Published: 23 June 2022
Location: London, UK
The Office for National Statistics (ONS) says this morning that government borrowing fell in May, although it still remains higher than pre-Covid levels. Borrowing in the month was £14bn, down £4bn from a year earlier, but the third-highest May borrowing since monthly records began in 1993. Interest payments on this government debt jumped to a record £7.6 billion last month - £3.1bn higher than the year before – and 50% more than the £5.1bn forecast by the Office for Budget Responsibility. The increase is down to inflation driving up the cost of servicing the national debt; around one-quarter of the nation’s £2 trillion debt is linked to the retail price index measure of inflation, which surged to 11.7pc last month. Central government receipts were £66.6bn in May 2022, £5.7bn more than May 2021, with an annual increase of £3.4bn taken in taxes.
The ONS also released the latest UK house price data this morning, revealing that prices rose 12.4% to a new record high of £281,000 in April, marking a £31,000 increase on this time last year. In England, prices rose 11.9% over the year to £299,000; in Wales 16.2% to £212,000; in Scotland 16.2% to £188,000; and in Northern Ireland 10.4% to £165,000. Overall, house prices grew 1.1% between March and April. The pace of growth was the second highest – after April 2021 – in data going back to 2006.
Parliament's Treasury Select Committee (TSC) has created a sub-panel to make recommendations on new rules proposed by the Bank of England's Prudential Regulation Authority, and the Financial Conduct Authority, post-Brexit. The committee says it wants to ensure the benefits of reform outweigh any extra costs to for industry. Britain inherited the European Union's financial rules when it left the bloc, but now new handbooks are being written by the financial watchdogs. "Our approach will be targeted and flexible, with the new Sub-Committee devoted to the scrutiny of financial regulations and underpinned by a new and well-resourced unit of experts and specialists," said Mel Stride MP, who chairs the TSC and the new sub-committee.
The Treasury confirmed yesterday that it will continue selling down its stake in NatWest Group for another year, when it represents value for money to do so, and that it expects to return the bank into full private ownership by 2025-6. A total of 703.5m shares have been sold since August 2021, raising 1.6bn. The government does not expect to recoup the money paid to bail out the bank. It paid 502p per share for an 84% stake in the then Royal bank of Scotland during the 2007-9 financial crisis. This morning NatWest shares are trading at 224.8p. The government currently holds a 48.5% stake.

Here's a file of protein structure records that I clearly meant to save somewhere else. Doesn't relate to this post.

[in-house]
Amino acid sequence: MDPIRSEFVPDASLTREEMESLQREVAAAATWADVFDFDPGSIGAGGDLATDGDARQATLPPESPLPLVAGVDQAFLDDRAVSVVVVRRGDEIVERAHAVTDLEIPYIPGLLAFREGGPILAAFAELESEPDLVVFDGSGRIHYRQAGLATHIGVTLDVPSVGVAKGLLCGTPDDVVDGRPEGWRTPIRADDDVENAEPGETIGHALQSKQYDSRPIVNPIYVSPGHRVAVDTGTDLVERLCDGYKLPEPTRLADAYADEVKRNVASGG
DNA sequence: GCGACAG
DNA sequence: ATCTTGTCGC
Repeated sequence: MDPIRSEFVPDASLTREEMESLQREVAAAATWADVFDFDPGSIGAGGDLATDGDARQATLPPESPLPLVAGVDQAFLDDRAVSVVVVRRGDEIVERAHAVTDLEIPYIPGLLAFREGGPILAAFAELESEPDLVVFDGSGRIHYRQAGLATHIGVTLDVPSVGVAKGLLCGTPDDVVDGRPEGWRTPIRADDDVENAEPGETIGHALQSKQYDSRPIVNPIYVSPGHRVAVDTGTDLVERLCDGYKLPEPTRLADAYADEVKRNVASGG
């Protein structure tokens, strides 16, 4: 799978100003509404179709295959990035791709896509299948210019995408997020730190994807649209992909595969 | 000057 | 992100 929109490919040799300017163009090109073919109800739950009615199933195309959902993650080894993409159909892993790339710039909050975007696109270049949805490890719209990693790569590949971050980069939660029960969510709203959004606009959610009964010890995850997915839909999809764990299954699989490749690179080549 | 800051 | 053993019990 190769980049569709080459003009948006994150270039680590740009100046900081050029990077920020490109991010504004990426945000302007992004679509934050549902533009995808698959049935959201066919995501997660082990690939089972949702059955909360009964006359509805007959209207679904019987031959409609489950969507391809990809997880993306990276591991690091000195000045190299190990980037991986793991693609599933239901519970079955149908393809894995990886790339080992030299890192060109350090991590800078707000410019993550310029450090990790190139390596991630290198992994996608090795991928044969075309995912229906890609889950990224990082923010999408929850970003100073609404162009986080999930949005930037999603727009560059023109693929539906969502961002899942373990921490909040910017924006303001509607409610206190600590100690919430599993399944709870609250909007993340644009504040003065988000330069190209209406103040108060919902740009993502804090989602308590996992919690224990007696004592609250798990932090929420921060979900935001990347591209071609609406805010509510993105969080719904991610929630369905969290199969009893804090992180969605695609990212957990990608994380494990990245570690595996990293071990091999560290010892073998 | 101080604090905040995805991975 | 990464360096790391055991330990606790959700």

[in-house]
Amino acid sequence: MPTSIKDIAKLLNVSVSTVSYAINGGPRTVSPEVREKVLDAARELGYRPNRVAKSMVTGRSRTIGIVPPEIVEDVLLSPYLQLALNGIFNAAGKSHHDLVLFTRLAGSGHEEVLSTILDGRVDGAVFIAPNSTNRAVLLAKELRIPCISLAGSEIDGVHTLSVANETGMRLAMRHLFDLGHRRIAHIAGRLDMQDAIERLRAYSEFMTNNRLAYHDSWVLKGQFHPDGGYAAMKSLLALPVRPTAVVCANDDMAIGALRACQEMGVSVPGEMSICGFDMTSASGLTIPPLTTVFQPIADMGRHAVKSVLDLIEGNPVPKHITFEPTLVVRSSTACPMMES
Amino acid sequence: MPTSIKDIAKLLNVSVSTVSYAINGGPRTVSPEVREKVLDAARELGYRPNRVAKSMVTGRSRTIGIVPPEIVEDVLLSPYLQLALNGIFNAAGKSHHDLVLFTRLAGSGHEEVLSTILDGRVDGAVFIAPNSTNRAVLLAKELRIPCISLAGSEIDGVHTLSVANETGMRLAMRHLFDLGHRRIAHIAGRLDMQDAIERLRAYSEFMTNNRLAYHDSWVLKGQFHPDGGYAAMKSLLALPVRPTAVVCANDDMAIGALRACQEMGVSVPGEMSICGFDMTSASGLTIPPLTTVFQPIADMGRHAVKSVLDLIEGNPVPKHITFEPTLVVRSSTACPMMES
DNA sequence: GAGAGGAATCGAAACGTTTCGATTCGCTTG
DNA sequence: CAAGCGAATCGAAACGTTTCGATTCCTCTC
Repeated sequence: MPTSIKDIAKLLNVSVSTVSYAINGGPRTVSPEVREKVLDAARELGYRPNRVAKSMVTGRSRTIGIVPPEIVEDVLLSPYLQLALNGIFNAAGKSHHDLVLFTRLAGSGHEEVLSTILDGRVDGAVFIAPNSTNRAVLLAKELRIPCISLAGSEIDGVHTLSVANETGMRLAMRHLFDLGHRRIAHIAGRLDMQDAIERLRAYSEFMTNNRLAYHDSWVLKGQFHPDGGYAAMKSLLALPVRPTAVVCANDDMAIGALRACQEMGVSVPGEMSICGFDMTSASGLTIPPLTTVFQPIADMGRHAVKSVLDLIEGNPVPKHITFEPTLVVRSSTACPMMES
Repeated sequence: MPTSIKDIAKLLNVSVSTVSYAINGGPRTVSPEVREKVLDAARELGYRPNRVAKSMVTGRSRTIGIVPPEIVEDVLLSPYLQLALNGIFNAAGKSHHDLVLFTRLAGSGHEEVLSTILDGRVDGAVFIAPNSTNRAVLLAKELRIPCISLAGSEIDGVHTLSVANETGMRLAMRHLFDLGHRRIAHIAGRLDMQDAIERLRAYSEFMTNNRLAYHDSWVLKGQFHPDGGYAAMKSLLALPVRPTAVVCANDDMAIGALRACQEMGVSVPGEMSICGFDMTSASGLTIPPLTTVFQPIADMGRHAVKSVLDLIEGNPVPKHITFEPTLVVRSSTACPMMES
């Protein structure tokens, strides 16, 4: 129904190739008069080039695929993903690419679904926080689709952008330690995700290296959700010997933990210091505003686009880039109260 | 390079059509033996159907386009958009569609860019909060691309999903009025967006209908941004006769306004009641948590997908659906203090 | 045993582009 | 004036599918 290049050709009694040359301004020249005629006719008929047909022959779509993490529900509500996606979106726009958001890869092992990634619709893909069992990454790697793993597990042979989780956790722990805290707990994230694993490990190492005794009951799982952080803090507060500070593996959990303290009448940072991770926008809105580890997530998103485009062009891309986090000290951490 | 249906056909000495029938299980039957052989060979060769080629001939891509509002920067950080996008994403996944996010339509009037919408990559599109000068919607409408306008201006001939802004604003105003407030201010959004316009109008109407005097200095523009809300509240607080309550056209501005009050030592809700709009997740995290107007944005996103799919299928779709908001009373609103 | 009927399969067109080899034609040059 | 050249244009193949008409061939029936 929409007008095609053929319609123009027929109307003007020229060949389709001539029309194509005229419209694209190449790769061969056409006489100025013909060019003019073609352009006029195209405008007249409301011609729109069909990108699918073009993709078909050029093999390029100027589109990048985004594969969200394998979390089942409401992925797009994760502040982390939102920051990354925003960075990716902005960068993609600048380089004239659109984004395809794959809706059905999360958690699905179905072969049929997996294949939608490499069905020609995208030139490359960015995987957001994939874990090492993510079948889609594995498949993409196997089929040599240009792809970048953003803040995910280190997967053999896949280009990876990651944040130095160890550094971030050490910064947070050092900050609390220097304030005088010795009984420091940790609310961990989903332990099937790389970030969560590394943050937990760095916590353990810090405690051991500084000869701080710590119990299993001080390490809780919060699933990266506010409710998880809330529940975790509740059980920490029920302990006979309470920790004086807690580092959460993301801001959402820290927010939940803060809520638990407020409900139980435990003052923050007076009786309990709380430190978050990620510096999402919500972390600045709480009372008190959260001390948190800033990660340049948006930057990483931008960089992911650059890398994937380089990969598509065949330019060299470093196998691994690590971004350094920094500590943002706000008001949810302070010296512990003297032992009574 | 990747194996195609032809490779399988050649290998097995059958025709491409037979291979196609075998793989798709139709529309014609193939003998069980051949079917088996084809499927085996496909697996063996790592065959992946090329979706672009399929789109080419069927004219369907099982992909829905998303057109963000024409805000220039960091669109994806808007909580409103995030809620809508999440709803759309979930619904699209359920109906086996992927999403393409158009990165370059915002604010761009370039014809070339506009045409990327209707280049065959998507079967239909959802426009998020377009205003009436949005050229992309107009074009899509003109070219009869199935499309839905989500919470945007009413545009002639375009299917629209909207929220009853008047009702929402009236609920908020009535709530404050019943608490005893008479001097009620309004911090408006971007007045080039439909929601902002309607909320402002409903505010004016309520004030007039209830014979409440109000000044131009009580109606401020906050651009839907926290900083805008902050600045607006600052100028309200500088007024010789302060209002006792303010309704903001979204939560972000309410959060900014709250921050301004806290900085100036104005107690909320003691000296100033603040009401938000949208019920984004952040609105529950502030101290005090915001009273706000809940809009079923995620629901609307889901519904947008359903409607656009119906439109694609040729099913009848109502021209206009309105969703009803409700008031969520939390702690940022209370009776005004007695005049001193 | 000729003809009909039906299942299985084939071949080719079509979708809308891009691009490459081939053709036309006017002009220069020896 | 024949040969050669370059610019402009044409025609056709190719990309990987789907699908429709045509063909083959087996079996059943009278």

Members of the Rail, Maritime and Transport (RMT) union at Network Rail and 13 train operators have begun a second day of strikes. Just one in five trainsare running today, mostly on main lines. Around half of the network closed. Services started later than normal at 7.30am and will shut down early at 6.30pm. Meanwhile, government ministers have announced plans to change the law to enable businesses to supply skilled agency workers to plug staffing gaps during industrial action, something that is restricted under current trade union laws. Network Rail welcomed the move, but the Labour Party and trade unions condemned it as a “recipe for disaster”.
Teachers and Royal Mail workers are the latest to announce possible strike action. The National Education Union (NEU) says it will consult members in the autumn, "strongly encouraging them" to back industrial action if the government does not respond to its concerns over high workloads and pay in the next few months. Meanwhile, more than 115,000 post office workers who are members of the Communication Workers' Union (CWU) will be balloted from 28th June on whether to take industrial action over the company's 2% pay rise offer. The result will be announced on 19 July. Writing in the Daily Telegraph, Education Secretary Nadhim Zahawi denounced the possibility of teachers going on strike yesterday, saying it would be "unforgivable" and "irresponsible" in the wake of the disruption COVID-19 has caused to children's learning.
It emerged yesterday that not a single police officer investigated over the Rotherham grooming scandal lost their job. At least 1,400 girls were abused, trafficked and groomed in the city between 1997 and 2013. The Independent Office for Police Conduct(IOPC) spent eight years and £6 million on 93 investigations covering 265 allegations by 51 complainants, finding “a mountain of evidence detailing negligent, incompetent and unprofessional police work in handling sexual abuse of children,” according to the Daily Mail, which also reports that officers nevertheless either retired to escape punishment, or were allowed to carry on in their jobs.